• Supermarkets and hypermarkets – it is estimated that only about 10 percent of fresh and frozen poultry are being sold at this level.


Foreign Market/Trade

  • The Philippine DA has been limiting poultry imports through the MAV scheme where only quota-holders are allowed to import frozen and chilled poultry meat into the country.
  • In 2004, the Philippines’ tariff-rate-quota (TRQ) for chilled and for frozen poultry meat (HTS 0207) is established as 22,968 MT. In 2005, the TRQ will drop to 10,374 MT as the Philippines’ WTO commitment is to implement the 2005 TRQ on only a half-year basis.
  • As of May 2005 a total of 519.7 MT has been exported by Swift Foods Inc. and San Miguel Purefoods, Inc. to Japan.
  • Poultry meat for the Japan market is especially prepared using “Teriyaki” cut with each piece skewered through a bamboo stick and shipped frozen in refrigerated container vans.


Marketing Practices

  • At present, five integrators are supplying 80% of the Philippine demand for poultry and poultry products: San Miguel Foods Inc., Swift Foods, Inc., Vitarich Corporation, Tyson Agro-Ventures and Universal Robina Corporation.
  • There are four major market segments being served by the integrators: 1) the live sales segment, comprised of the accredited viajeros (live birds salesmen) who haul the broilers from the company’s farms for delivery to their customers in the wet markets, either live or dressed 2) the supermarkets, 3) the wet markets and 4) HRI accounts
  • The small and medium-scale broiler producers sell directly to the live chicken traders or viajeros who buy the broiler from the farm and pass it on either live or dressed to retailers in the wet market, restaurants and carinderias.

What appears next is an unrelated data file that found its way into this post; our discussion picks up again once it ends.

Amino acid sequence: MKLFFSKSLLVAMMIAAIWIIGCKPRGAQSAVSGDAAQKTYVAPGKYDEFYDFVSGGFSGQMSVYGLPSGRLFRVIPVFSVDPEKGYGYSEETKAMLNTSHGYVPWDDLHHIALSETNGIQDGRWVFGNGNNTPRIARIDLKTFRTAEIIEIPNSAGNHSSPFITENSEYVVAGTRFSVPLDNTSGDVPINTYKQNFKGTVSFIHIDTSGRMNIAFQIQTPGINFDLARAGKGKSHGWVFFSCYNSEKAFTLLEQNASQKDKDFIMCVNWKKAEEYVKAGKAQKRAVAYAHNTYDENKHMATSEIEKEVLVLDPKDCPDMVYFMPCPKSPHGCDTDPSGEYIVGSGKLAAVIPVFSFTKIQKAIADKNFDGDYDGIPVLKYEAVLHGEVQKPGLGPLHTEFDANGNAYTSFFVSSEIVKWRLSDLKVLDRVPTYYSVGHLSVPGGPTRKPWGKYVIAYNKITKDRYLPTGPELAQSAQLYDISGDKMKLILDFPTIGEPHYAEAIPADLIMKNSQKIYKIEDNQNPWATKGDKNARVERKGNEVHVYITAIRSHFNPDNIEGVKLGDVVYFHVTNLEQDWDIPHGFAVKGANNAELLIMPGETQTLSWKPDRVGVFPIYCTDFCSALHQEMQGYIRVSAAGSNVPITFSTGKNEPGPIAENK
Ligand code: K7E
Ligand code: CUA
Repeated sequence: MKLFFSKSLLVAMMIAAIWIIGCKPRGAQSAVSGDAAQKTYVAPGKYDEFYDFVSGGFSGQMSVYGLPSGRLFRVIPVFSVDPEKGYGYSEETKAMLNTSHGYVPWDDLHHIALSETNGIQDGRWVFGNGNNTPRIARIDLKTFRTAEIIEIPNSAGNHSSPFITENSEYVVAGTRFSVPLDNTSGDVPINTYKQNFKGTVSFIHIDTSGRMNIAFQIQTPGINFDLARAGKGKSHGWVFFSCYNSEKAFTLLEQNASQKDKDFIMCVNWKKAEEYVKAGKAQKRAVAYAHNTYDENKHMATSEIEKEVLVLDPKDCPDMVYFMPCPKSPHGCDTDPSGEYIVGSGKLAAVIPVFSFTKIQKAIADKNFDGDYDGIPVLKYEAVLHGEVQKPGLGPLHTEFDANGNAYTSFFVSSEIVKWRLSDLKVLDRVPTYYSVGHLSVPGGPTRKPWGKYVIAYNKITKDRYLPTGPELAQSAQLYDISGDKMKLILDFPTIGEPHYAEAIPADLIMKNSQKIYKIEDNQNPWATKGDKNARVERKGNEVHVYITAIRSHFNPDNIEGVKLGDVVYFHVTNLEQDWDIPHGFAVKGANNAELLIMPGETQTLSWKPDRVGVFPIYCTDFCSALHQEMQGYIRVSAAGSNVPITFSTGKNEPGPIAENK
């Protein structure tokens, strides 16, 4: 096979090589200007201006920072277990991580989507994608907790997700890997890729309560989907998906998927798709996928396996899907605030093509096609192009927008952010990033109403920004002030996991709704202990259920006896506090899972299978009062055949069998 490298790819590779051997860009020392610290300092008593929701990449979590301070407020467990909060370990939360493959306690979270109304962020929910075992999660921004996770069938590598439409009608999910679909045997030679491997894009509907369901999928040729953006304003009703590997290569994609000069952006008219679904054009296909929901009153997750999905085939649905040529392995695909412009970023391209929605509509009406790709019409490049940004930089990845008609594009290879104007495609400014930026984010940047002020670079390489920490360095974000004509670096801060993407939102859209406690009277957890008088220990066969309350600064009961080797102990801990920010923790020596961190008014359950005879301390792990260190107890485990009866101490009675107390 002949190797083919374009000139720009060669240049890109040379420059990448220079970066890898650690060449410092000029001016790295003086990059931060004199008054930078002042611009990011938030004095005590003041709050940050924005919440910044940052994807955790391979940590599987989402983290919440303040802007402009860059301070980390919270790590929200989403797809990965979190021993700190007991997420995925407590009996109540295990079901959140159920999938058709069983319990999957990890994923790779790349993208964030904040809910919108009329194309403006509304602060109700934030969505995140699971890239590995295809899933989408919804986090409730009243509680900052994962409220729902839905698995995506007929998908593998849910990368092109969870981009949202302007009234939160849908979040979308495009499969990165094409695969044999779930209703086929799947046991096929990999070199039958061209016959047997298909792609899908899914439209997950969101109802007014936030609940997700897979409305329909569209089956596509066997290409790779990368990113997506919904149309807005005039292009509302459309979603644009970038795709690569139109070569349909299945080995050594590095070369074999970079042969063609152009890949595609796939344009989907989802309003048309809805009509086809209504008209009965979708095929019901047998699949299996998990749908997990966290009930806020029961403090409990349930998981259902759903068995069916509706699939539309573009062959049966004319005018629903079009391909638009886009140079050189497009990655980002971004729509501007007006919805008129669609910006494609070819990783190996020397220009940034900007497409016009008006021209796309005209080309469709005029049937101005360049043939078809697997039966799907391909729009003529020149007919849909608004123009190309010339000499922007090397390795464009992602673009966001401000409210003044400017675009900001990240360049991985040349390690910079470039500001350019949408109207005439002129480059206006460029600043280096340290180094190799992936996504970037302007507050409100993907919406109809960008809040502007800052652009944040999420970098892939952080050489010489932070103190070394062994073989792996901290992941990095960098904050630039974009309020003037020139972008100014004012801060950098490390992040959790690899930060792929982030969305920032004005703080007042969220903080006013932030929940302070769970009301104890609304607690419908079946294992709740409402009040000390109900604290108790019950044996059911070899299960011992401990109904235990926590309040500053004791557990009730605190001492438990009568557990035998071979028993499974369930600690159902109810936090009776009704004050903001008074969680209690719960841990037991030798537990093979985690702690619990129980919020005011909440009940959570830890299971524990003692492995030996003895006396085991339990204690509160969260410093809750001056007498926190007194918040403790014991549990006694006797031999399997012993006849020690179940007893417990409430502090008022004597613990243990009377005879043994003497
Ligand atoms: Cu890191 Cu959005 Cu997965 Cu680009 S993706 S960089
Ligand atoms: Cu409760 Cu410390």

• The high cost of feed continues to be a limiting factor in the sector’s growth.
  • Posing a threat for the Broiler Industry is the possible entry of the Bird Flu virus into the country.
  • Competition for the local market via smuggled chicken


Price Trend

  • P95-115/kg of dressed chicken in June 2005.
  • P90-110/kg in June 2004
  • Generally lower from February to April at P70-100/kg in 2004 and P80-100/kg in 2005
  • Export dressed chicken to Japan was at $3.44/kg in 2004 up from only $2.60/kg in 2003


Credit Assistance

  • Land Bank of the Philippines
  • Quedancor


Investment Opportunities

  • Production of feed components (mainly corn and soybeans)
  • The Philippines remains one of the few countries in Asia that has not been affected by Avian Influenza (AI). Due to the AI-free status of the Philippines, many of the large food manufacturing companies are gearing up to export processed poultry products, particularly to Japan, Korea and the Middle East.


Institutional Support

  • The main regulatory agencies monitoring the safety aspects of imported animals, meat and meat products are the Bureau of Animal Industry (BAI) and the National Meat Inspection Commission (NMIC) under the Philippine Department of Agriculture
  • BAI has jurisdiction over the import of both live animals and meat, the NMIC plays a key role in the enforcement of the regulations over fresh, chilled and frozen meat and poultry imports into the Philippines.
  • Republic Act 9296 (R.A. 9296): On May 12, 2004, Republic Act 9296 entitled “An Act Strengthening the Meat Inspection System in the Country” was signed into law.


Souce: On the road to progress . . . Invest in Mindanao: Profiles of Priority Commodities. Publication from the Department of Agriculture.

Download the full document